Cold weather may force designers to reconsider the usual technical choices regarding rolling stock systems.
Combining ergonomics of use, a cost-effective approach and technical performance are the challenges associated with a low-pressure circuit intended for use at cold temperatures.
This blog describes the specific features of the various connector technologies in a low-pressure circuit and provides a professional opinion regarding the choice of the onboard connection.
Fluid transfer low-pressure circuits on rolling stock consist of four main functions:
The connector used to configure the circuit and connect tubes,
The tube to carry the fluid,
The function fitting used to optimise fluid flow, and
The shut-off valve to regulate the circuit supply.
When choosing connectors, manufacturers and operators must consider in particular two main selection criteria which are the technology and the materials
The connector is chosen according to use criteria related to the disconnection frequency, speed of assembly, tube quality implemented and design habits. The four main connector types are as follows:
Push-in fittings: Available in three gripping versions (by the washer, by gripping and by reversed gripping), to quickly create flexible and modular systems. The gripper technology is recommended for low-temperature applications down to -25 °C, while the washer technology can be used to temperatures as low as -50 °C.
Quick couplings: Available in three valve versions and with various standardised end-fittings, they are suitable for frequent connections-disconnections. This technology provides very good resistance down to -40 °C.
Spigot fittings: Easy to implement, they guarantee direct leak-tightness on a flexible tube with no seal and no anchor ring. Their resistance to cold, as low as -40 °C, depends on the tube quality.
Compression and bite type fittings: Available in two versions with a separate ring or built-in ring, they adapt to all types of a tube (metal or plastic). They offer exceptional resistance to cold, down to -60 °C.
These last two connection types are more complex to implement.
Fitting and tube form a pair which, when correctly associated, guarantee optimum operation of the low-pressure circuit over time.
Key factors when designing the low-pressure circuit, the materials play a role in the performance of the system and its resistance to cold through their composition and structure.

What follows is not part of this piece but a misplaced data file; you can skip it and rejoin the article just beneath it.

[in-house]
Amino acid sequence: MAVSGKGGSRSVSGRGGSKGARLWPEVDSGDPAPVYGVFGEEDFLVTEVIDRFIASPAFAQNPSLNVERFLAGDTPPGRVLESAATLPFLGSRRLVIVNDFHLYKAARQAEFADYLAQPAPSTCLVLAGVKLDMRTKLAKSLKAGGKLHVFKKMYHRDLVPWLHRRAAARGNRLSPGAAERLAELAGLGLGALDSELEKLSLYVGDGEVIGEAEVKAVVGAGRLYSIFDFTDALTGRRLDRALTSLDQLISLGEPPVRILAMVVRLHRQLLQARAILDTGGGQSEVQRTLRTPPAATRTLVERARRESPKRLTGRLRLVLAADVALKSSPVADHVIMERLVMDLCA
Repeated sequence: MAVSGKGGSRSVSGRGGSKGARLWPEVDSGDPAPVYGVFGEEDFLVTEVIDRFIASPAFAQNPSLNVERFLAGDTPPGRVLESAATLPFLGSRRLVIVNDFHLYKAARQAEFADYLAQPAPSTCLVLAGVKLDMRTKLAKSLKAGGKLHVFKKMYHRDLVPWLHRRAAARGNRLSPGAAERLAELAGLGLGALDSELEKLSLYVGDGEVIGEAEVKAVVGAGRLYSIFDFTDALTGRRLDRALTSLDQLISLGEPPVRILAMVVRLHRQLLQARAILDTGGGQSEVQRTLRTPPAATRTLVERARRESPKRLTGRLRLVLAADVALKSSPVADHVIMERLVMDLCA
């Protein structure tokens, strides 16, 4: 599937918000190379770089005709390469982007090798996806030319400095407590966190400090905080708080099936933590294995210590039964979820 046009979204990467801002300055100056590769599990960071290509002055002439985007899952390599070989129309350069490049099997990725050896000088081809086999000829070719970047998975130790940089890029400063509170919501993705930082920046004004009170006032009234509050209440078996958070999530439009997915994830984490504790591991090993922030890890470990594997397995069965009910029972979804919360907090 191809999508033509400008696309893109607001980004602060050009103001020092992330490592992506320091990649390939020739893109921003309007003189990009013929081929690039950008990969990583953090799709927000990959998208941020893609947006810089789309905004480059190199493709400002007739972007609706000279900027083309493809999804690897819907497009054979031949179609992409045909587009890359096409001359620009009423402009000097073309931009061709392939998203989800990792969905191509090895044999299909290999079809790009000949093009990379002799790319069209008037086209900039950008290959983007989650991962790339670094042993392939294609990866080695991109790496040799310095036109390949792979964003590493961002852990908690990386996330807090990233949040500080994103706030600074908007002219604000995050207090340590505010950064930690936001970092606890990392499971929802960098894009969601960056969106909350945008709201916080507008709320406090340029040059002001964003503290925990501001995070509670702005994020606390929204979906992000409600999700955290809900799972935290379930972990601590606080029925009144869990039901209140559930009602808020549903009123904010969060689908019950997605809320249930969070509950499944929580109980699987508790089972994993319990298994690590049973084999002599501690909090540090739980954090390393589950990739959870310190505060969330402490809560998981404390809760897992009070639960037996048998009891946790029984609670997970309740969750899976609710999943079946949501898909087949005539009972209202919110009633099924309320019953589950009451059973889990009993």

The tube material participates in the chemical and mechanical compatibility of the circuit. Being used throughout the circuit, it has a considerable impact on the resistance to cold. A flame-retardant version is available which can withstand temperatures down to -50 °C.
The materials of the fittings and other connection systems guarantee leak tightness, efficiency over time, the ergonomics of the circuit and operating safety. They are available in two versions: metal and polymer.
Metallic materials are preferably implemented outside and can be used down to -60 °C depending on the type of fitting. Brass with nickel chemical protection represents an excellent technico-economic compromise. Stainless steel meets all chemical and mechanical constraints.
Polymer materials are generally used inside with temperatures down to -25 °C. They offer space savings due to their compactness. Lighter, they can be easily integrated into the interior structures and represent an optimum approach in terms of technology and cost-effectiveness.
Other criteria must be taken into account when choosing the connector, for example, pressure/temperature performance, compliance with standards and regulations. Taking into account all these criteria will guarantee that the connector is perfectly compatible with the operating conditions.
To conclude, the range of Parker LPCE low-pressure connector systems focuses on the safety of persons and goods, having provided solutions for all relevant applications in various types of train and rail vehicles for many years. Two quick-reference brochures detail everything you need to know about a selection of connectors and associated products.
Article contributed by Laurent Orcibal, ebusiness manager, Lower Pressure Connector Europe, Parker Hannifin Corporation.
This article is part 2 of a two-part series. Read the first part at Learn How Cold Weather Affects Connector Design for Rail Applications
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